As they were bravely falling at the last hurdle of the Libertadores, their great rivals were busy wrapping up an unbeaten domestic league title, but the prestige of the continental competition is the elephant that refuses to leave the room for El Ciclón.
“I think with Cerro it’s a mental thing,” said Hannah. “A lack of belief, or the fact that Olimpia have won [the Libertadores] three times plays on their mind too much in the crunch games.” The pressure of outstripping such a significant rival is intensified by the relative lack of competition, which is mirrored by the manic fervour that runs through the stands.
Manchester United and Liverpool fans goad each other over their respective records – United’s 20 league titles to Liverpool’s 18 is countered by the Merseysiders’ five European Cups to United’s three – but arguably the prestige of domestic and continental glory is more even in Europe. Sir Alex Ferguson’s frenzied hunting down of his great rivals on their “perch” defined the most glorious managerial reign Manchester United has ever seen more than the chase to match their European Cup record.
Hannah describes the ferocity and passion of fans as he recalls how his allegiance was virtually forced upon him during a visit to a Cerro Porteño away match. “We nearly got whipped with a belt by an enraged barra brava leader trying to get his recruits to jump higher and sing louder. I’m not sure if it should have put me off or not, but I have stuck to the azulgrana ever since.” Unfortunately, this passion can spill over into far more serious matters. For example, in December 2014, Franco Nieto, captain of provincial Argentine side Tiro Federal, died after having been attacked and stoned by opposition fans till he lay unconscious.
Although fan violence has blighted Argentinian and Brazilian football on a larger and more public scale, Paraguayan supporters are not immune to expressing their emotions with uncontrolled aggression. “I haven’t experienced anything personally,” Hannah continued, “but there is a lot of violence and match days can be dangerous. Even when the teams aren’t playing their “bravas” – organized supporters groups but essentially hooligan groups – pick a fight with each other, and there are often reports of an Olimpia fan being badly beaten or worse by a group of Cerro fans or vice versa. I think for most people it’s a healthy rivalry but of course there exists a marginal group of people who express their violence through the colours of their football club.”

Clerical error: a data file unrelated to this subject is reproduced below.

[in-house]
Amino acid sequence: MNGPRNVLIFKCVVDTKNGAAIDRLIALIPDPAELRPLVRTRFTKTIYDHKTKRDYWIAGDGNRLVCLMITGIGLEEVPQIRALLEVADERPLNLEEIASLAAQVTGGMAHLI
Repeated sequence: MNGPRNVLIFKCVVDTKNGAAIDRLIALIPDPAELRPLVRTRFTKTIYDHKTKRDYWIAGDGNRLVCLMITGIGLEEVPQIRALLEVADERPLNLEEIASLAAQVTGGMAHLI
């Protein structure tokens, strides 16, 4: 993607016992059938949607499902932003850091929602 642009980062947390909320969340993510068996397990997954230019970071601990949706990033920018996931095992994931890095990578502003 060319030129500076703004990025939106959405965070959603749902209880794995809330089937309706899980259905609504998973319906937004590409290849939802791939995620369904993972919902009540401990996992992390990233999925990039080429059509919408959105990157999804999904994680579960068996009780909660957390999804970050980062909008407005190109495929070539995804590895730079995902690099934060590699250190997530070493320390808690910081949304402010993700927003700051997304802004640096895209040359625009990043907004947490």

“There is normally a death around a clásico once or twice a year,” adds Venables. “This is partly why I don’t go anymore, it’s just not worth the hassle.”
Even in the face of such antipathy towards each other, it has not been uncommon for players to represent both sides of the derby divide. Carlos Gamarra won three titles for Cerro Porteño before going on to play for a host of European sides including Benfica and Inter Milan, but returned to his homeland for a season with Olimpia. After a successful career that took in Brazil, China, Spain, Mexico, Argentina and Chile, Nelson Cuevas also played for both sides.
While Gamarra only left South America having already gained significant experience, former Newcastle United midfielder and Cerro Porteño youth product Diego Gavilán became the first Paraguayan to play in England when he moved at the tender age of 19. “Personally [signing for Olimpia] was more of a professional decision but it was still difficult,” he revealed to me. “The reaction of Cerro fans was more or less normal – it was perhaps a blow to see one of the more emblematic Cerro players (his father also played for Cerro in the 1970s) sign for Olimpia, but I always maintain my feelings and respect for the people of Cerro and Olimpia.”